3. it was part of the 9th US Army and later the US 3rd Army.

4. It received Campaign Participation credit (tiny bronze stars (3) to be worn on the ribbon accompanying the European - African - Middle Eastern Medal) for these Campaign:

a. Ardennes - Alsace

b. Central Europe

c. Rhineland

4, It received credit for the occupation of Germany by having a "Germany" Bar attached to its Army of Occupation Medal.

5. it received the WW II Victory Medal.

 

I found a number of quite good websites on the 99th ID by going to 99th Infantry Division in Google.

 

Please contact me if you wish to dig deeper. Do you have your Grand father's medals, papers, stripes, etc.?

 

Help this is a bit of help.

 

Aloha,

Jim

 

 

Thank you so much Jim,and yes I would love to dig deeper, the problem is I have no records, medals strips, or anything except his headstone on his plot where he is burried, although I'd like to dig as deep as I possibly can, I don't even know where to start because of my grandmother not wanting to talk about him although I should have while she was alive ( I regrete it!) ............courious to know everything I can. Proud and ONLY granddaughter of Joe Boatwright. Pam Boatwright Marcus

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Thanks for you very nice PM this morning. It's nice to have you here. Our engineer family grows at an astounding rate each year. I'm sure your granddad is smiling down upon you, and guiding your hand. I wish you much success in your ventures.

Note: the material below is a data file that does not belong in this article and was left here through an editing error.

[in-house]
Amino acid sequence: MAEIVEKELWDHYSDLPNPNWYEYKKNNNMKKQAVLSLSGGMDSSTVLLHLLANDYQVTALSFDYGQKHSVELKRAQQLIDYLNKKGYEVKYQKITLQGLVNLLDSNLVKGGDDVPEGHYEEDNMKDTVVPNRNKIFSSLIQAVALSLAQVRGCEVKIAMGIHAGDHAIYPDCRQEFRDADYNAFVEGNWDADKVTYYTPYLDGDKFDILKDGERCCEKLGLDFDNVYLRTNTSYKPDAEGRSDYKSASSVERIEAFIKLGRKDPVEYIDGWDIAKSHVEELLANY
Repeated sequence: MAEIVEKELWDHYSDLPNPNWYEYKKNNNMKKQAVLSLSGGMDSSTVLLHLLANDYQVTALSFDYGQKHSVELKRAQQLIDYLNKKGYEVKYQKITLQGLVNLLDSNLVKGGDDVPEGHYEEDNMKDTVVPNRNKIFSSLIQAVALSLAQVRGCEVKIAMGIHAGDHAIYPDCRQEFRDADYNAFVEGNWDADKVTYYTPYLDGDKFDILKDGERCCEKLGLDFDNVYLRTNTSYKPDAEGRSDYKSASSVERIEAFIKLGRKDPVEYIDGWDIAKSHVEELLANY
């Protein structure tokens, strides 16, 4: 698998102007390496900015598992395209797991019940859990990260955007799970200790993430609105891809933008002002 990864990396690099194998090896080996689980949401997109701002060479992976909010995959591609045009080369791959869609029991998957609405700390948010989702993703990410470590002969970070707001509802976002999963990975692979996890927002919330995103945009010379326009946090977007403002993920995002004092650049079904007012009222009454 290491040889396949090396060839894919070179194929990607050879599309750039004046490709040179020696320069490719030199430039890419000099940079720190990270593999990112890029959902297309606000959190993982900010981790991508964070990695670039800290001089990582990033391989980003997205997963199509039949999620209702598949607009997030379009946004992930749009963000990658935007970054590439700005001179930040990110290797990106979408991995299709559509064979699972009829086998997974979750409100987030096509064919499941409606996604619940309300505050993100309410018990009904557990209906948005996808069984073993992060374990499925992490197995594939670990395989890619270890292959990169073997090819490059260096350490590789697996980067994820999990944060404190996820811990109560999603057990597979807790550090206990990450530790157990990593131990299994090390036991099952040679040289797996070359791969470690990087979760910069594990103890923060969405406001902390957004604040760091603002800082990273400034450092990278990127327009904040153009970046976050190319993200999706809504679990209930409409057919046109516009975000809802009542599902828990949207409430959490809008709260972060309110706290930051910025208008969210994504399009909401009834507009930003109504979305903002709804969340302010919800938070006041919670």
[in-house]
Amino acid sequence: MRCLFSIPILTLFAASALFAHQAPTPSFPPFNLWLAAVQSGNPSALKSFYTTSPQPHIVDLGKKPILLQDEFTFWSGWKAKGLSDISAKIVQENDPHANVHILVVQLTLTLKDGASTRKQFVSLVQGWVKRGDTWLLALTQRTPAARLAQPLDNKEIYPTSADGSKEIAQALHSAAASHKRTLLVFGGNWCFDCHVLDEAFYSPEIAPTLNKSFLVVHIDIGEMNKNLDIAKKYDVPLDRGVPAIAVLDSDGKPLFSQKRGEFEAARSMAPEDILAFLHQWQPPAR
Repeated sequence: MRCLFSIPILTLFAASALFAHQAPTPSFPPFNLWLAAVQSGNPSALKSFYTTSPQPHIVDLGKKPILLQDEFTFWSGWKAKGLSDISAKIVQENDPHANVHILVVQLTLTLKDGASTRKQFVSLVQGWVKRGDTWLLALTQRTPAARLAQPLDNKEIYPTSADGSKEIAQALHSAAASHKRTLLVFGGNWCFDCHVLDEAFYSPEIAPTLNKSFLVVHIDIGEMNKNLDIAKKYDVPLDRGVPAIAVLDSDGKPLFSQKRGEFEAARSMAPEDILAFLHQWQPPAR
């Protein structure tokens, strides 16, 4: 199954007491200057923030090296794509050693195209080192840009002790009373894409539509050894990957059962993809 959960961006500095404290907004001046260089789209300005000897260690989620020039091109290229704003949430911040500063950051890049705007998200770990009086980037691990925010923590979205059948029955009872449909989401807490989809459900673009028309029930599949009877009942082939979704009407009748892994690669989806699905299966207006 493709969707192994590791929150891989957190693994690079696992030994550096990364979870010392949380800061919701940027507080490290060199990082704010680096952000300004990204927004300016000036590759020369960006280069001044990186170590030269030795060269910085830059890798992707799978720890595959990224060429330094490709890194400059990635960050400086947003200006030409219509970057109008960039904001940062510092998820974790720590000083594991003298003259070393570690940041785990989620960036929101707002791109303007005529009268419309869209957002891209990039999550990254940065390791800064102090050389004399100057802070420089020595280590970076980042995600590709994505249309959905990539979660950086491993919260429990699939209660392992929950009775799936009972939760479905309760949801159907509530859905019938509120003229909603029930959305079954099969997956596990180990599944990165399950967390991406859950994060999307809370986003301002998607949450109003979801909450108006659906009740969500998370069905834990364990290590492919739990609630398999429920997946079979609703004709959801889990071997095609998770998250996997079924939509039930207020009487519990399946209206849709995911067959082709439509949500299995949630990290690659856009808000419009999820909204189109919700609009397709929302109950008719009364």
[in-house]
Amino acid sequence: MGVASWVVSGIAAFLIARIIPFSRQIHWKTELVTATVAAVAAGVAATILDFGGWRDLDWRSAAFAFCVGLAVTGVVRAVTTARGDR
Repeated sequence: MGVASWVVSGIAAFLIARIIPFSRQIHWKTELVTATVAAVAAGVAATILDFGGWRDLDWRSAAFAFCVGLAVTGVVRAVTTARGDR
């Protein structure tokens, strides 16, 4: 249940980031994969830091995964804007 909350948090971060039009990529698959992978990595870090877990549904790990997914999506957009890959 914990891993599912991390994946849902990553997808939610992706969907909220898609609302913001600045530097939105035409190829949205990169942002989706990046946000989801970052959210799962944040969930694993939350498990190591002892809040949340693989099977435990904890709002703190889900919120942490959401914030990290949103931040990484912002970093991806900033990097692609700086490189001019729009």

:armata_PDT_01:

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Hi Pam!!!

Welcome!!! In doing family research, I found that obituaries are a good place to get info. Did he die in the war or in the U.S? I recently contacted a historical society that was able to get WWII era obits. They listed siblings, and where the person worked before the war, as well as the location of the persons death.

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Hello Pamela, welcome to the forum. I hope we can help you in your quest.

 

A quick search of NARA`s AAD enlistment records brings up 4 Joseph Boatwrights, here is the only one listed being from Georgia:

 

Field Title Value Meaning

ARMY SERIAL NUMBER 34575413

NAME BOATWRIGHT#JOSEPH

RESIDENCE: STATE 43 GEORGIA

RESIDENCE: COUNTY 313 WHITFIELD

PLACE OF ENLISTMENT 4344 FT MCPHERSON ATLANTA GEORGIA

DATE OF ENLISTMENT DAY 28

DATE OF ENLISTMENT MONTH 11

DATE OF ENLISTMENT YEAR 42

GRADE: ALPHA DESIGNATION PVT# Private

GRADE: CODE 8 Private

BRANCH: ALPHA DESIGNATION BI# Branch Immaterial - Warrant Officers, USA

TERM OF ENLISTMENT 5 Enlistment for the duration of the War or other emergency, plus six months, subject to the discretion of the President or otherwise according to law

LONGEVITY ### ###

SOURCE OF ARMY PERSONNEL 0 Civil Life

NATIVITY 43 GEORGIA

YEAR OF BIRTH 08

RACE AND CITIZENSHIP 1 White, citizen

EDUCATION 0 Grammar school

CIVILIAN OCCUPATION 525 Carpenters

MARITAL STATUS 2 Married

COMPONENT OF THE ARMY 7 Selectees (Enlisted Men)

CARD NUMBER # #

BOX NUMBER 0820 0820

FILM REEL NUMBER 3.242 3.242

 

If this is your granddad, the next thing you can do is request his military service record from the National Archives in St Louis.

How to Request Military Service Records

 

There is also much info on locating information & "How TO" in the RESEARCH section of the forum.